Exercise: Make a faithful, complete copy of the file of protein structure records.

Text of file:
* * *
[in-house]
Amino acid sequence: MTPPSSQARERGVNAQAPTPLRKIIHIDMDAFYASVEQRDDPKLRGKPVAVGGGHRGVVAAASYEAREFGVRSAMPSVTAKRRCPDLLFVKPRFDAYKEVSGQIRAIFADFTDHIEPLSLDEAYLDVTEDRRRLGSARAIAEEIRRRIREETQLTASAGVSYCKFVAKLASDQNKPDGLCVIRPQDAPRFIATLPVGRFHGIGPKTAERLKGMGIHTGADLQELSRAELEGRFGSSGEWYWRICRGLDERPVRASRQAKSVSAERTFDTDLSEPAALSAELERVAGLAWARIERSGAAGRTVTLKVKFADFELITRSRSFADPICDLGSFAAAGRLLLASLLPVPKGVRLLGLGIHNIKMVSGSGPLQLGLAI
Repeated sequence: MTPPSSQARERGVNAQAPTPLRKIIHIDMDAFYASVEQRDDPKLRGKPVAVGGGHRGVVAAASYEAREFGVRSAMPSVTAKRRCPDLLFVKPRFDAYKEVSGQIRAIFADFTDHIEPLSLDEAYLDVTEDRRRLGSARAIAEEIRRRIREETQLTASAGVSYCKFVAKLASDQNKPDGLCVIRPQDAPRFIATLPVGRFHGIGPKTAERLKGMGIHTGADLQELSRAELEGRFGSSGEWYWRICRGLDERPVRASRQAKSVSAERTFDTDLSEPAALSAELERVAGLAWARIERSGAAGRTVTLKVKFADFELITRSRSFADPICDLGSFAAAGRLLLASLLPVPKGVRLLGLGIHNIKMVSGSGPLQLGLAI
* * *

[in-house]
Amino acid sequence: MTPPSSQARERGVNAQAPTPLRKIIHIDMDAFYASVEQRDDPKLRGKPVAVGGGHRGVVAAASYEAREFGVRSAMPSVTAKRRCPDLLFVKPRFDAYKEVSGQIRAIFADFTDHIEPLSLDEAYLDVTEDRRRLGSARAIAEEIRRRIREETQLTASAGVSYCKFVAKLASDQNKPDGLCVIRPQDAPRFIATLPVGRFHGIGPKTAERLKGMGIHTGADLQELSRAELEGRFGSSGEWYWRICRGLDERPVRASRQAKSVSAERTFDTDLSEPAALSAELERVAGLAWARIERSGAAGRTVTLKVKFADFELITRSRSFADPICDLGSFAAAGRLLLASLLPVPKGVRLLGLGIHNIKMVSGSGPLQLGLAI
Repeated sequence: MTPPSSQARERGVNAQAPTPLRKIIHIDMDAFYASVEQRDDPKLRGKPVAVGGGHRGVVAAASYEAREFGVRSAMPSVTAKRRCPDLLFVKPRFDAYKEVSGQIRAIFADFTDHIEPLSLDEAYLDVTEDRRRLGSARAIAEEIRRRIREETQLTASAGVSYCKFVAKLASDQNKPDGLCVIRPQDAPRFIATLPVGRFHGIGPKTAERLKGMGIHTGADLQELSRAELEGRFGSSGEWYWRICRGLDERPVRASRQAKSVSAERTFDTDLSEPAALSAELERVAGLAWARIERSGAAGRTVTLKVKFADFELITRSRSFADPICDLGSFAAAGRLLLASLLPVPKGVRLLGLGIHNIKMVSGSGPLQLGLAI